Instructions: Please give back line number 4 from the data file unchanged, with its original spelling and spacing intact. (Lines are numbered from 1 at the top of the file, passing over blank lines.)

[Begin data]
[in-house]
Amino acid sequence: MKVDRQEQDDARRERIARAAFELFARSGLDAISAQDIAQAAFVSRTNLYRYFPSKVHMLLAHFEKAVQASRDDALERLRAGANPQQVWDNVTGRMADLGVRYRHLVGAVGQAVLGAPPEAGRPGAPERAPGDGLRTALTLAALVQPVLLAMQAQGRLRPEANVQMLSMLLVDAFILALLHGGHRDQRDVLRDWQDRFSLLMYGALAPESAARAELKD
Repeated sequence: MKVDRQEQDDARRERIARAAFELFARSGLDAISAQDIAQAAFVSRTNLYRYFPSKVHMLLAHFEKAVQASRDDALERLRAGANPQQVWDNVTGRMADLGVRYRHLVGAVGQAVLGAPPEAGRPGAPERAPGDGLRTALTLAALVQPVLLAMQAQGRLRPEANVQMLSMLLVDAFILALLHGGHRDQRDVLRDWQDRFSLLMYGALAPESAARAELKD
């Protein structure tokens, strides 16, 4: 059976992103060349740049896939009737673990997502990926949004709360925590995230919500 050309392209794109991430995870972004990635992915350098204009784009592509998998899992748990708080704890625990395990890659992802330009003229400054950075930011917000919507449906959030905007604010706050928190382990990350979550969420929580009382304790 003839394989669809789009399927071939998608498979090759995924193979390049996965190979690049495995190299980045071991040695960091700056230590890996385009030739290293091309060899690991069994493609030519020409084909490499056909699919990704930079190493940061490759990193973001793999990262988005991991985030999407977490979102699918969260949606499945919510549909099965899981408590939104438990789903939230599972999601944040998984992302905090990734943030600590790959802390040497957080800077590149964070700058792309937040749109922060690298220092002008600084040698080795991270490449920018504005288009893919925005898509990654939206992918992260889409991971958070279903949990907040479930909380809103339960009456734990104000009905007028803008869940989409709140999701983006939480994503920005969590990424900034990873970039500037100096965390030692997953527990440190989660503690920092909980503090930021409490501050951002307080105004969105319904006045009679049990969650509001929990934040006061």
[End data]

């Protein structure tokens, strides 16, 4: 059976992103060349740049896939009737673990997502990926949004709360925590995230919500 050309392209794109991430995870972004990635992915350098204009784009592509998998899992748990708080704890625990395990890659992802330009003229400054950075930011917000919507449906959030905007604010706050928190382990990350979550969420929580009382304790 003839394989669809789009399927071939998608498979090759995924193979390049996965190979690049495995190299980045071991040695960091700056230590890996385009030739290293091309060899690991069994493609030519020409084909490499056909699919990704930079190493940061490759990193973001793999990262988005991991985030999407977490979102699918969260949606499945919510549909099965899981408590939104438990789903939230599972999601944040998984992302905090990734943030600590790959802390040497957080800077590149964070700058792309937040749109922060690298220092002008600084040698080795991270490449920018504005288009893919925005898509990654939206992918992260889409991971958070279903949990907040479930909380809103339960009456734990104000009905007028803008869940989409709140999701983006939480994503920005969590990424900034990873970039500037100096965390030692997953527990440190989660503690920092909980503090930021409490501050951002307080105004969105319904006045009679049990969650509001929990934040006061």